Pitt to require COVID-19 vaccination starting Dec. 6

The+CMRO+said+the+Pitt+CoVax+Vaccination+Center+will+offer+COVID-19+vaccinations+for+children+ages+5-11+as+early+as+Nov.+4.+

Pamela Smith | Visual Editor

The CMRO said the Pitt CoVax Vaccination Center will offer COVID-19 vaccinations for children ages 5-11 as early as Nov. 4.

By Jon Moss and Millicent Watt

Pitt announced in a Monday campuswide email that all students and employees must be vaccinated against COVID-19, or receive an approved exemption, beginning Dec. 6. The vaccine joins the measles, mumps, rubella, chicken pox and meningitis vaccines already required by the University.

The move, which takes effect on the second week of classes after Thanksgiving break, followed months of pressure from elected campus leaders, who nearly all expressed support last spring by wide margins for a requirement. It also comes after some have questioned how, if at all, funding from Pennsylvania’s Republican-led legislature has played into the vaccine mandate calculus by state-related universities. The State Senate leader said Penn State would likely face “pushback” if a mandate took effect, but the state-related university ended up rolling out a requirement that will also start in December.

Pitt faculty, staff and students who have not uploaded proof of vaccination are currently required to take weekly COVID-19 tests. Negative test results or failure to get tested results in loss of access to University buildings. Currently, 92% of faculty members, 91% of staff and 95% of undergraduate students have submitted proof of vaccination.

The University said in the email that its current approach is “not sustainable in the long term.” Chancellor Patrick Gallagher said at September’s Senate Council meeting that the University’s weekly COVID-19 testing program for the unvaccinated was estimated to cost between $20 to $50 million.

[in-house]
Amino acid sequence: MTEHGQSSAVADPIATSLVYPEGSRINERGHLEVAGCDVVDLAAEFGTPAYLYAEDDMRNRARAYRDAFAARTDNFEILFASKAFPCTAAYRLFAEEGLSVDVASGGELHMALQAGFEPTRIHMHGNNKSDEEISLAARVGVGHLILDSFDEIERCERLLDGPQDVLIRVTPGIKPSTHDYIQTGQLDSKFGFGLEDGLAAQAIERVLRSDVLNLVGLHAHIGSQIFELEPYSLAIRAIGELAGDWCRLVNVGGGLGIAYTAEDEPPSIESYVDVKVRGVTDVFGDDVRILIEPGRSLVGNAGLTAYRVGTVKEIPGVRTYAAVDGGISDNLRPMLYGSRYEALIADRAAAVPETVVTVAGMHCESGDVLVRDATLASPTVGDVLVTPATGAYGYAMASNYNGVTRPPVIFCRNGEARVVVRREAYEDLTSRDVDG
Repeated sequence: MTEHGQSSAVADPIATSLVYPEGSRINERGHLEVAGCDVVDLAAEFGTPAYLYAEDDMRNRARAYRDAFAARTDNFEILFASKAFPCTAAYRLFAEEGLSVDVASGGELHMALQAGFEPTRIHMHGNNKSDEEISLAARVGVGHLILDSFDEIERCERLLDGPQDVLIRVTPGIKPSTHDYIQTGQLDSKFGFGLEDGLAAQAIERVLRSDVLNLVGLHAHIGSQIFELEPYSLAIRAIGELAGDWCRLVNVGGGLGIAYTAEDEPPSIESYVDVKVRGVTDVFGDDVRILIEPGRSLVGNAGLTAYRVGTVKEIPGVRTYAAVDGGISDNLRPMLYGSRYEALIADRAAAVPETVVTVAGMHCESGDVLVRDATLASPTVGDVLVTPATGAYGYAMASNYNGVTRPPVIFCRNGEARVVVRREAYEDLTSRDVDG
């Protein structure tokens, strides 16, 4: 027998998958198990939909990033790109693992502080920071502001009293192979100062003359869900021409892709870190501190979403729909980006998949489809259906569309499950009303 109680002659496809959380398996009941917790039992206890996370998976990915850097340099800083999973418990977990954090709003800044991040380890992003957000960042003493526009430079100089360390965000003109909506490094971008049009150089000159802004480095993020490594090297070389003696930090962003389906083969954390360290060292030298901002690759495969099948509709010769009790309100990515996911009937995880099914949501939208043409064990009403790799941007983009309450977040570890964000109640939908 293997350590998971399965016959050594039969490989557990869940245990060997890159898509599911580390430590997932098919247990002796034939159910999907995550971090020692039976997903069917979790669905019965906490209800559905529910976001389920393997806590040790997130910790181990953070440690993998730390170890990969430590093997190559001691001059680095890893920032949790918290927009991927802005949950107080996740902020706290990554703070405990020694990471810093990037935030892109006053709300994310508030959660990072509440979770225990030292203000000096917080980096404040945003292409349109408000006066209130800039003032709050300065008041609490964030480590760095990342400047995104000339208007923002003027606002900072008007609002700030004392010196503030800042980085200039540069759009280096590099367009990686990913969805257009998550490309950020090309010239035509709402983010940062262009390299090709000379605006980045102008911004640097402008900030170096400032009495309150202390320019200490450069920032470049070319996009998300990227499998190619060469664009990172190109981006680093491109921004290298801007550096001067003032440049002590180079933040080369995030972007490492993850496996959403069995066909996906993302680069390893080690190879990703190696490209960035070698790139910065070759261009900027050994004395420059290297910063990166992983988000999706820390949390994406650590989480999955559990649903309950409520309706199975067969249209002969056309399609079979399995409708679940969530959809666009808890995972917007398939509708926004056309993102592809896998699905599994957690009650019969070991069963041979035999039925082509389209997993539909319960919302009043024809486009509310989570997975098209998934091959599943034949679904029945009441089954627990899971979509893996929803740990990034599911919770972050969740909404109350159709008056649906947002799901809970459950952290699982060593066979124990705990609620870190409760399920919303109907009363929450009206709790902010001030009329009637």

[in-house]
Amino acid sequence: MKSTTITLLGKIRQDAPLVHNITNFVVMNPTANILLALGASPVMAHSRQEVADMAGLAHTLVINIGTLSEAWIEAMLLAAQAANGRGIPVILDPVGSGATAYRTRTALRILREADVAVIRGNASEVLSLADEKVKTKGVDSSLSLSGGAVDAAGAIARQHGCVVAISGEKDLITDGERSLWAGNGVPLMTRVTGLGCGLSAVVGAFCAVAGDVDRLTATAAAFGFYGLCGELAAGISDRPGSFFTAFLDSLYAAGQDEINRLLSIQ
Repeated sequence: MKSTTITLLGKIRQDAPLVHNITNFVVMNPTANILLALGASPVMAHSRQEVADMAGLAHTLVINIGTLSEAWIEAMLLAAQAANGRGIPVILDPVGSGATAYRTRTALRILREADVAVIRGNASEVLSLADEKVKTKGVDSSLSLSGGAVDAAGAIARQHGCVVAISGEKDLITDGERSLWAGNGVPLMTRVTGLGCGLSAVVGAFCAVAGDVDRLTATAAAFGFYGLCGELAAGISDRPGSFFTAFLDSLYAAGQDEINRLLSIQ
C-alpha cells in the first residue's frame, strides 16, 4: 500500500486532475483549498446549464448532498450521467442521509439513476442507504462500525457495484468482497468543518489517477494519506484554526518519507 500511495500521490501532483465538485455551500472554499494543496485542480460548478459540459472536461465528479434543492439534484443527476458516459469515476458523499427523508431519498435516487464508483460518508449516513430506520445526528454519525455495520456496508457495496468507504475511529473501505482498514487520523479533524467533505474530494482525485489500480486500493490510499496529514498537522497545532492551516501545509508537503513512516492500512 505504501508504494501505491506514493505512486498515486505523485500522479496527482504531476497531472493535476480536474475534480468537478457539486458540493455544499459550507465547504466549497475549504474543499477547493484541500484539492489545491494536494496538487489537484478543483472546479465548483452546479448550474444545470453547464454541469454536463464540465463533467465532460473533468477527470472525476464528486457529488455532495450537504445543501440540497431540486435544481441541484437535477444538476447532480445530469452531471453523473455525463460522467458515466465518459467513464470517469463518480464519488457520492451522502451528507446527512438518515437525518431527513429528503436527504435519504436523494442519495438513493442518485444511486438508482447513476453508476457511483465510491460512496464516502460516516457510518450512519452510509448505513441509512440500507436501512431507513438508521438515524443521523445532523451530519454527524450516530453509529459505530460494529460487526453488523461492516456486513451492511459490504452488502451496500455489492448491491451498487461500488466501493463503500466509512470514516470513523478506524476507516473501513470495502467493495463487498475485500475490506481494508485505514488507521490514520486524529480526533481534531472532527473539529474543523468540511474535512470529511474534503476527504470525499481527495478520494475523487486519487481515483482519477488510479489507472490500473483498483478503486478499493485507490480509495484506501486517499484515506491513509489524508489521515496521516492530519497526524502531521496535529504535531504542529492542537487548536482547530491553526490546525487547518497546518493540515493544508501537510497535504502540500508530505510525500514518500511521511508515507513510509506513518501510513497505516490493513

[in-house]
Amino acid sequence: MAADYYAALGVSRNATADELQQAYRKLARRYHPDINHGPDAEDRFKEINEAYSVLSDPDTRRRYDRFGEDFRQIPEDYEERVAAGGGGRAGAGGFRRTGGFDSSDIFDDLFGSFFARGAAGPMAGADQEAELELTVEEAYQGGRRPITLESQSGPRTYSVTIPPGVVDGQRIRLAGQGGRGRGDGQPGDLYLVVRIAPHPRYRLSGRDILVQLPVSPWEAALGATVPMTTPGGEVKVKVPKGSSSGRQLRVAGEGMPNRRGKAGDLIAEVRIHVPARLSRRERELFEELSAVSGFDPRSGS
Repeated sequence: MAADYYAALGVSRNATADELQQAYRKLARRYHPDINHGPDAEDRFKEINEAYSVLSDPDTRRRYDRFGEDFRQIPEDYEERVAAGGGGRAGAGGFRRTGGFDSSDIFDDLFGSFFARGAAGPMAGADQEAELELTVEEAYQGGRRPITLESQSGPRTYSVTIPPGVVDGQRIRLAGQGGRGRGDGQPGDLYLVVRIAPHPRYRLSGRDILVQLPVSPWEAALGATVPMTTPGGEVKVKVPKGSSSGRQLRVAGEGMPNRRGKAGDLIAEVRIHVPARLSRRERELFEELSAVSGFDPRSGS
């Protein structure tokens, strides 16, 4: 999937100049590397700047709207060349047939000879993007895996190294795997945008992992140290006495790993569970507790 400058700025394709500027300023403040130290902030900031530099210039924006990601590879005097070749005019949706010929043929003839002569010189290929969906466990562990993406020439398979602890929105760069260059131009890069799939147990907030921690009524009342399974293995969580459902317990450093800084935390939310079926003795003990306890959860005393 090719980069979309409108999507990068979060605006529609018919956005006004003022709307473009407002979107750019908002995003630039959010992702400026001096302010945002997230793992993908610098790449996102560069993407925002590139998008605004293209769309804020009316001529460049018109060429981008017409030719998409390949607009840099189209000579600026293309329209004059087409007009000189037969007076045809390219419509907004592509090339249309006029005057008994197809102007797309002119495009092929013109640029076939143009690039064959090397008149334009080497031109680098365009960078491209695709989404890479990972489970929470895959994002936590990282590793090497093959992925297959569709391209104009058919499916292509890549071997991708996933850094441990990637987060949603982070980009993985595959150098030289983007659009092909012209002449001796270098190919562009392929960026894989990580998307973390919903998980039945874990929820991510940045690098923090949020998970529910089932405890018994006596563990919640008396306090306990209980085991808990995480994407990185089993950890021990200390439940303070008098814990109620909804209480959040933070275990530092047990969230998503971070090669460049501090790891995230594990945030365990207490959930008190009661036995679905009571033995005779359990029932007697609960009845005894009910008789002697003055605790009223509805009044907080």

“By enforcing this requirement now, we will be able to maintain a high immunization rate on our campuses,” the email said, “while continuing to support our students and research, as well as protect our workforce, with minimal disruption to our programs, activities or operations.”

The requirement will affect 2,250 students, 240 faculty and 700 staff members who have not disclosed their vaccination status, the email said. Currently enrolled students who fail to comply with the Dec. 6 deadline will not be able to enroll for spring classes or live in residence halls as of Jan. 1, 2022. Students who have already enrolled in classes but fail to provide proof of vaccination or obtain a proper exemption will be disenrolled. Current employees will be subject to disciplinary action, which will include loss of access to electronic resources and other disciplinary actions up to and including termination of employment, the email said.

Pitt community members can request an exemption beginning next Monday from the vaccine requirement for medical reasons, or reasons based on sincerely held religious belief or because of a strong moral or ethical conviction,” according to the email. The email said the Office of Diversity, Equity and Inclusion will review these requests on a case-by-case basis. Those granted an exemption will be subject to additional mitigation measures, such as routine COVID-19 testing.

The email added that this is an interim policy, and a formal charter and committee are being formed to create a permanent policy. Faculty Assembly President Robin Kear said Oct. 18 that she was part of a group that analyzed the possible consequences related to faculty vaccination requirements, and also noted that she is “glad” there may be a possible vaccination policy.

Kear said Monday that she is “glad to see Pitt moving ahead with a vaccine requirement to keep the Pitt community safe and healthy.”

Harshitha Ramanan, the Student Government Board president, said she is “thrilled” about the new policy.

“We are hoping that members of the Pitt Community who haven’t had the chance to get vaccinated use this as an incentive to get vaccinated soon!” Ramanan said.

A Pitt spokesperson said buildings will continue to remain closed to the general public, and the University will require individuals to swipe or tap their Panther card to gain entrance.

Pitt’s CoVax Vaccination Center is open to the public and offers all three COVID-19 vaccines to all community members, including the new booster shots. The Center accepts both registered appointments or walk-ins.

A previous version of this story said the requirement would take effect on the first week of classes after Thanksgiving break. It will take effect on the second week. The article has been updated to reflect this change. The Pitt News regrets this error.

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